DOE Designates New National Marine Renewable Energy Center

August 18, 2010

Photo of floating, can-like device, used to generate power in the ocean.

Ocean Power Technologies' PowerBuoy could produce electricity from wave power off the Oregon coast.
Credit: Ocean Power Technologies

DOE announced on August 3 that it has awarded $250,000 to the Center for Ocean Energy Technology at Florida Atlantic University to launch the Southeast National Marine Renewable Energy Center. The newest national center for ocean energy research and development joins centers in the Pacific Northwest and Hawaii that also test ocean energy technologies. The university's location near the Florida Straits and Gulf Stream, and its proximity to the ocean, allows the new center to research sustainable, renewable energy technologies capable of generating energy from ocean currents and ocean thermal energy. In addition, the research facility will collaborate with industry partners to investigate next-generation water power technologies. Researchers have already begun deploying ocean current observation systems to establish environmental baselines. The center will ultimately perform full-scale field testing of prototype devices. See the DOE Progress Alert, the Florida Atlantic University press release, and the DOE Wind and Water Power Program Web site.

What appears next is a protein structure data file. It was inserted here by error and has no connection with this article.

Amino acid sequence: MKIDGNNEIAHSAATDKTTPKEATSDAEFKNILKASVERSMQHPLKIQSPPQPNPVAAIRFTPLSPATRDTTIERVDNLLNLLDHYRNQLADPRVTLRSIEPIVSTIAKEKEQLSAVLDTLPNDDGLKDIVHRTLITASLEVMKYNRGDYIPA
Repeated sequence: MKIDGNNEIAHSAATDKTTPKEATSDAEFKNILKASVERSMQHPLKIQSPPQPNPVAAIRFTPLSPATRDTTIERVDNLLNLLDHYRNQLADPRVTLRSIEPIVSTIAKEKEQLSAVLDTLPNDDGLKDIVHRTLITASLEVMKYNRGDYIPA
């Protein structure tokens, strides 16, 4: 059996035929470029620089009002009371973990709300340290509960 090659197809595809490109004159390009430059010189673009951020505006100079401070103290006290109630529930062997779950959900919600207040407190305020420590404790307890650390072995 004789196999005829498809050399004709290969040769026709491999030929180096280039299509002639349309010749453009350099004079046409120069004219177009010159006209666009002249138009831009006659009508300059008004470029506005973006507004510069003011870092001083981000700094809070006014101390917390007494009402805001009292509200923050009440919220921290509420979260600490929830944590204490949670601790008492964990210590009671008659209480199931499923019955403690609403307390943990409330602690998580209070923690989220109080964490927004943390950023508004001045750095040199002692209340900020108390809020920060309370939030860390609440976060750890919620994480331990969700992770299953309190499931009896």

Meanwhile, Ocean Power Technologies (OPT) announced on August 4 that it had signed a settlement agreement with 11 federal and state agencies, as well as three non-government stakeholders, for a utility-scale wave power project in Reedsport, Oregon. The agreement supports the phased development of a 1.5-megawatt wave energy station in a way that protects the ocean as well as stakeholder interests, according to OPT. The station would deploy 10 PowerBuoy devices which move freely up and down with the rising and falling of waves. As a result, a power take-off uses mechanical strokes to drive an electrical generator. The power is transmitted ashore via an underwater power cable. The project is designed to transform wave power into enough renewable electricity to power some 1,000 homes. See the OPT press release.